Enabling Product Teams With Competitive Intelligence and Earning a Strategic Voice at the Leadership Table | Fiona Finn, Unbounce

The Sparknotes

Product teams are hungry for competitive intelligence

“I did a bit of a search to see who are the most engaged viewers in the organization. Of the seven most engaged individuals, I think five were within our product management team”

Sales is the gateway to competitive enablement success because of the opportunities to strike a quick, tangible win.

But every single function in the organization can benefit from competitive intelligence. Fiona Finn, Director of Product Marketing at jane.app, has seen first hand how product teams crave competitive intelligence.

Product teams need insightful competitive intelligence to help differentiate from the competition.

With the intel, product teams can start to think about their differentiation strategy in the ideation and discovery phases.

Early engagement in the process is essential, Fiona adds. Her team is “embedded from the start.”

There’s nothing worse than fumbling your differentiation strategy when you’re already 60-70% of the way through building a product.

Mapping competitive intelligence priorities to broader organizational goals increases leadership buy-in

A really good exercise I’ve done a few times is to survey your leadership team on their top priorities in relation to the competitive landscape…and then with those findings, prioritizing your program to start checking off those priorities one by one. So that they are bought into it.”

In a perfect world, your senior leadership team would intimately understand the value of your competitive program, and resource it accordingly. 

In reality, it will take some serious proof, strategizing and persistence to not only get a seat at the table but keep it as well. 

Fiona recommends creating easy-to-consume matrix and landscape views of what the competitive landscape looks like. Then, build of off that by highlighting two or three really clear differentiation possibilities based on your findings.

You should also consider that each member of the leadership team has slightly different needs and priorities. You’ll need to address as many priorities as possible to get broad organizational buy-in:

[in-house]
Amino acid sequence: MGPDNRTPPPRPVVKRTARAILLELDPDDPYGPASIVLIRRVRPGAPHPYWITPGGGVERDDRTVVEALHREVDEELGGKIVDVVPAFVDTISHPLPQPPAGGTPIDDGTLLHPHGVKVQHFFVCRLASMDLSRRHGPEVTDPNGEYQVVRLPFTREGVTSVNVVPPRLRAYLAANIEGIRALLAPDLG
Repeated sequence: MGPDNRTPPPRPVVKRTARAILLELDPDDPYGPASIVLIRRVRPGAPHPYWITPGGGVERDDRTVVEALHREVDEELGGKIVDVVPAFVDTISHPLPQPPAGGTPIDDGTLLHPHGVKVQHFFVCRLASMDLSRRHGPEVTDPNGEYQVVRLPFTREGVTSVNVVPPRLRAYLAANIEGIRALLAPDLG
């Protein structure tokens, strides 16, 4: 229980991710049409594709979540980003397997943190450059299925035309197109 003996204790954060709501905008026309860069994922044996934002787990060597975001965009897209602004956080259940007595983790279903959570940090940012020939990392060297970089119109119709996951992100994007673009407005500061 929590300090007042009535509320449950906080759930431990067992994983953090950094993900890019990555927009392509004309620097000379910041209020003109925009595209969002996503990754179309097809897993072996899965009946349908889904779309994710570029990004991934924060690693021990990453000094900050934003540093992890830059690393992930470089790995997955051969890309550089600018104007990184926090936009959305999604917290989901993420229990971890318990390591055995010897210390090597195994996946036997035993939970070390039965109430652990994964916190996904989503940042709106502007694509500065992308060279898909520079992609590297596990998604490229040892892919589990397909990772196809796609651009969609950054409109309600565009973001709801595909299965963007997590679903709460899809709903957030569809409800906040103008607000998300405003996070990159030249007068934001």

Make real connections with stakeholders to boost organizational buy-in beyond leadership

“I like to start on the ground by talking to people who are going to benefit most…make real connections and have some one-on-ones with trusted sales reps, people in revenue who look at churn metrics or win-loss every day and get a sense of where they need your help.” 

Whether you’re building a competitive enablement program from scratch or picking up where someone left off, you should always be working on developing strategic relationships with colleagues.

Even in organizations where competitive culture is already ingrained, the more you can demonstrate your value to cross-functional partners, the easier your life will be.

Engaging with these partners lets you truly understand the nuances of their pain points. It will also allow you to plan your program roll-out accordingly.

And once you start delivering on your promises and providing that great competitive enablement, these partners will want your help again and again.

This creates a positive feedback loop that will serve to strengthen your competitive program and the organization at large.

Listen to the episode on Spotify, Apple Podcasts, or wherever you get your podcasts

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